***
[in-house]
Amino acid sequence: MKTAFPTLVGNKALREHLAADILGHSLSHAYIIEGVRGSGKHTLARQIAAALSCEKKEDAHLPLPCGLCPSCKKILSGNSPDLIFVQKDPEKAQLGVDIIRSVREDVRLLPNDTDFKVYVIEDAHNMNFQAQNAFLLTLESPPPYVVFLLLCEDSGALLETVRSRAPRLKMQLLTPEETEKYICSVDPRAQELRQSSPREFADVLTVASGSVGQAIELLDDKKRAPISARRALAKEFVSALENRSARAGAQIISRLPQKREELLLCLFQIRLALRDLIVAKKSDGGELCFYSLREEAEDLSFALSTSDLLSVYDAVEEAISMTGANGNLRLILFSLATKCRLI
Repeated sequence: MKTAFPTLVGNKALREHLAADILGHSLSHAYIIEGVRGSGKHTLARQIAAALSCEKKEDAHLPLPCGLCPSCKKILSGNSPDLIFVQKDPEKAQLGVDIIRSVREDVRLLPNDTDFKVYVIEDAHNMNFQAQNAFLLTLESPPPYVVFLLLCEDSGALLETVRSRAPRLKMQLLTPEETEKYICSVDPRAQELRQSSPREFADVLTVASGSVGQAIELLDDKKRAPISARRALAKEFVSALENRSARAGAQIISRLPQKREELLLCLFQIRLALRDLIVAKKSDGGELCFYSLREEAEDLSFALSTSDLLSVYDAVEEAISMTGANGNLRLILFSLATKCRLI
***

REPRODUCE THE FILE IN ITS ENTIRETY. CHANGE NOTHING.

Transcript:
[in-house]
Amino acid sequence: MKTAFPTLVGNKALREHLAADILGHSLSHAYIIEGVRGSGKHTLARQIAAALSCEKKEDAHLPLPCGLCPSCKKILSGNSPDLIFVQKDPEKAQLGVDIIRSVREDVRLLPNDTDFKVYVIEDAHNMNFQAQNAFLLTLESPPPYVVFLLLCEDSGALLETVRSRAPRLKMQLLTPEETEKYICSVDPRAQELRQSSPREFADVLTVASGSVGQAIELLDDKKRAPISARRALAKEFVSALENRSARAGAQIISRLPQKREELLLCLFQIRLALRDLIVAKKSDGGELCFYSLREEAEDLSFALSTSDLLSVYDAVEEAISMTGANGNLRLILFSLATKCRLI
Repeated sequence: MKTAFPTLVGNKALREHLAADILGHSLSHAYIIEGVRGSGKHTLARQIAAALSCEKKEDAHLPLPCGLCPSCKKILSGNSPDLIFVQKDPEKAQLGVDIIRSVREDVRLLPNDTDFKVYVIEDAHNMNFQAQNAFLLTLESPPPYVVFLLLCEDSGALLETVRSRAPRLKMQLLTPEETEKYICSVDPRAQELRQSSPREFADVLTVASGSVGQAIELLDDKKRAPISARRALAKEFVSALENRSARAGAQIISRLPQKREELLLCLFQIRLALRDLIVAKKSDGGELCFYSLREEAEDLSFALSTSDLLSVYDAVEEAISMTGANGNLRLILFSLATKCRLI